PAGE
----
Puerto Rico v. Branstad 1987

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Puerto Rico v. Branstad 1987

Petitioner: Commonwealth of Puerto Rico

Respondent: Terry Branstad, Governor of Iowa, et al.

Petitioner's Claim: That Iowa violated the Extradition Clause of the U.S. Constitution by refusing to extradite Ronald Calder, who was wanted for murder in Puerto Rico.

Chief Lawyer for Petitioner: Lino J. Saldana

Chief Lawyer for Respondent: Brent R. Appel

Justices for the Court: Harry A. Blackmun, William J. Brennan, Jr., Thurgood Marshall (writing for the Court), Sandra Day O'Connor, Lewis F. Powell, Jr., William H. Rehnquist, Antonin Scalia, John Paul Stevens, Byron R. White

Justices Dissenting: None

Date of Decision: June 23, 1987

Decision: The Supreme Court said federal courts could require Iowa to extradite Ronald Calder to Puerto Rico.

Significance: With Branstad, the Supreme Court said federal courts have the power to order state governments to obey the U.S. Constitution and federal laws.

The Extradition Clause of the U.S. Constitution requires states to extradite fugitives who are hiding in their states. A fugitive is someone who escapes from law enforcement and fails to appear to be tried for a crime. When a state extradites a fugitive, it arrests him and delivers him to the state where he is wanted for a crime. In 1793, Congress passed the Extradition Act, which requires states and territories of the United States to obey the Extradition Clause.

In Kentucky v. Dennison (1861), the U.S. Supreme Court issued a strange ruling about the Extradition Clause. It said states must obey the clause, but the federal government may not enforce the clause or punish states for disobedience. The Supreme Court said state and federal governments are equal sovereign powers, so one cannot order the other to do anything. In Puerto Rico v. Branstad (1987), the Supreme Court had to decide whether Dennison was still good law.

The Fugitive

Ronald Calder was an air traffic controller from Iowa who worked for the Federal Aviation Administration in San Juan, Puerto Rico. On 25 January 1981, Calder got into an argument with Antonio de Jesus Gonzalez in the parking lot of a grocery store. An angry Calder got into his car and drove it into Gonzalez and Gonzalez's pregnant wife, Army Villalba. After striking the couple, Calder backed his car up over Villalba's body two or three times. Gonzalez survived, but Villalba and her unborn child died.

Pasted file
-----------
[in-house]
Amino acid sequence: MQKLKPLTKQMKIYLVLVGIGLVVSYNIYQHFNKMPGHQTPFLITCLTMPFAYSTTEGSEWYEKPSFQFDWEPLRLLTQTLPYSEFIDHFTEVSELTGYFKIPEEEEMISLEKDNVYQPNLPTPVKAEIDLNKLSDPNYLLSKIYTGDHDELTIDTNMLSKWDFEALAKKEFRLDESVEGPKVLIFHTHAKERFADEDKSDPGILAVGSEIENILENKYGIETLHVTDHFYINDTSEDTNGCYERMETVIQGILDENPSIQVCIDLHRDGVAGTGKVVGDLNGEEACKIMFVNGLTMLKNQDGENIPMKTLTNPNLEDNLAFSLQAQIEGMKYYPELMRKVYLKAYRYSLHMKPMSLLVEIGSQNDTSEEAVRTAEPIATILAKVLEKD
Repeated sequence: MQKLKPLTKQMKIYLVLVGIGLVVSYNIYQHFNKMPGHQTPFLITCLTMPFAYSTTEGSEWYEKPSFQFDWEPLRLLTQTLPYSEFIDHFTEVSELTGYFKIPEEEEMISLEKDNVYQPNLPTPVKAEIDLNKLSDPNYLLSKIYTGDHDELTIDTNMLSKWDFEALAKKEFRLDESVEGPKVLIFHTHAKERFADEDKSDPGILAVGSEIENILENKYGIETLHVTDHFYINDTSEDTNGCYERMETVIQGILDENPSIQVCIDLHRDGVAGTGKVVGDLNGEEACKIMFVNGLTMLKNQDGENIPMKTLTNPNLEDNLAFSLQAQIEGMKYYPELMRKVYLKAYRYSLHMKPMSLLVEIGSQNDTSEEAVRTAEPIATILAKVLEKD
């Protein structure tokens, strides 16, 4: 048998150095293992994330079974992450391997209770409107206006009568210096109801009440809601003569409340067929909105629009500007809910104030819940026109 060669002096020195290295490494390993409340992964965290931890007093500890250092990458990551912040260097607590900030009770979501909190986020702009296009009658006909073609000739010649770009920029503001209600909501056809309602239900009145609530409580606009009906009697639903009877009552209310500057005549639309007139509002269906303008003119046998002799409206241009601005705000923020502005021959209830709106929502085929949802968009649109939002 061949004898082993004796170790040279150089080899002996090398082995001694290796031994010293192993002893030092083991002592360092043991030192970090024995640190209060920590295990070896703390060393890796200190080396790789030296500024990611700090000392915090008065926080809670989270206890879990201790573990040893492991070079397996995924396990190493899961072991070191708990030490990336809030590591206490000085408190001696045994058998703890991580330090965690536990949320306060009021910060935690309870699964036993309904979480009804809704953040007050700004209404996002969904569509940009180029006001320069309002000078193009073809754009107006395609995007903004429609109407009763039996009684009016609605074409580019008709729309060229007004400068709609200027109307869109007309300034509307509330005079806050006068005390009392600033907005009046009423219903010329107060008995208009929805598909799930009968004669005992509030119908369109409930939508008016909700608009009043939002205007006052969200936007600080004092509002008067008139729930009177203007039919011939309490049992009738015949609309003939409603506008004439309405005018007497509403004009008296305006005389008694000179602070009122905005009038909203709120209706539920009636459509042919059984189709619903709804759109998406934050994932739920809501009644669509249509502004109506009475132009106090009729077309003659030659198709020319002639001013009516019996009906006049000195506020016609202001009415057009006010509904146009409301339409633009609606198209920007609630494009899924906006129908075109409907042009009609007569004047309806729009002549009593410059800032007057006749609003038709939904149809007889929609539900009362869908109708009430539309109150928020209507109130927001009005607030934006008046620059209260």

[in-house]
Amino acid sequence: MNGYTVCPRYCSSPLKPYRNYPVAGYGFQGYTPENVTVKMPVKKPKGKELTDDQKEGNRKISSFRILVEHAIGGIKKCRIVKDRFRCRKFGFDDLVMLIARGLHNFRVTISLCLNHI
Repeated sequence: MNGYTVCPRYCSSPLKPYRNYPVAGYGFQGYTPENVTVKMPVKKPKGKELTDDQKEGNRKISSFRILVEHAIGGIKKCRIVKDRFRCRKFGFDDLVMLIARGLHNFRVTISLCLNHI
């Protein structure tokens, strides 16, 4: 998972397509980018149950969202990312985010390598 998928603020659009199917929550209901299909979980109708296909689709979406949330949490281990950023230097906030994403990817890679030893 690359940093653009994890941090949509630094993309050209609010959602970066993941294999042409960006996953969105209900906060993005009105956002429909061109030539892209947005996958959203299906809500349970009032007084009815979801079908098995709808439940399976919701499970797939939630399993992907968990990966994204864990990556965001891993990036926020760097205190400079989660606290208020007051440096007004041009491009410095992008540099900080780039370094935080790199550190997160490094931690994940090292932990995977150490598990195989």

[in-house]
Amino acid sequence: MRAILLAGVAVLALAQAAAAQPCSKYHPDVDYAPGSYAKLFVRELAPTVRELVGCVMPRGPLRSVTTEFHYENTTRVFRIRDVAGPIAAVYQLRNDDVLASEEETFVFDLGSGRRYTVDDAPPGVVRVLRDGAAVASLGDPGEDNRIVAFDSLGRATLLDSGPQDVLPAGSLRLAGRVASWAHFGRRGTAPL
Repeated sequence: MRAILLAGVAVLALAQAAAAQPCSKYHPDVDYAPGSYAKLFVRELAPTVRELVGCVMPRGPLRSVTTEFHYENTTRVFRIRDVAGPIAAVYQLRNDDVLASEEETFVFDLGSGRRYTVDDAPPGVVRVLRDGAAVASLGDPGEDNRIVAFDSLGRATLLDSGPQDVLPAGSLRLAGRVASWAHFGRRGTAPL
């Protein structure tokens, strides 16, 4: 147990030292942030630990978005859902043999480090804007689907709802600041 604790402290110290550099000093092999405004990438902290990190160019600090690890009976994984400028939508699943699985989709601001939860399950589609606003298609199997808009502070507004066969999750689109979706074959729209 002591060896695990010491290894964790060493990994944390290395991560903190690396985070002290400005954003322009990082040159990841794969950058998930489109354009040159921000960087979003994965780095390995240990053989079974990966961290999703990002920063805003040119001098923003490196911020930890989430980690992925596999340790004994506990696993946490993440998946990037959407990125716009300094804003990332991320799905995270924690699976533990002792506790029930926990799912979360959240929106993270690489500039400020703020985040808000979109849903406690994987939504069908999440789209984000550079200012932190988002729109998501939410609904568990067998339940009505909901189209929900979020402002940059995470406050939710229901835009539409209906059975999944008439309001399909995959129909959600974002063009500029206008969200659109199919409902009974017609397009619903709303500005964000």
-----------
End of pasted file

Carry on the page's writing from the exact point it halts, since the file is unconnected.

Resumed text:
Puerto Rican authorities arrested Calder, charged him with first-degree murder and attempted murder, and released him on $5,000 bail. Calder did not think a white American could get a fair trial in Puerto Rico, so he fled to his family's home in Iowa. Puerto Rico notified Iowa that Calder was wanted in Puerto Rico to stand trial for murder.

On April 24, 1981, Calder surrendered to authorities in Iowa. On May 15, the governor of Puerto Rico asked Governor Robert Ray of Iowa to extradite Calder to Puerto Rico. Governor Ray held an extradition hearing, at which Calder argued that he could not get a fair trial in Puerto Rico. Governor Ray then tried to get Puerto Rico to reduce the charges against Calder. When Puerto Rico refused, Governor Ray denied the extradition request. Terry Branstad, who became governor in Iowa after Ray, also denied Puerto Rico's extradition request.

In 1984, Puerto Rico sued Iowa in federal court. Puerto Rico wanted to force Governor Branstad to extradite Calder to Puerto Rico. Relying on Kentucky v. Dennison, both the trial court and the court of appeals said they were powerless to order Iowa to obey the Extradition Clause. Puerto Rico took the case to the U.S. Supreme Court.

The Justice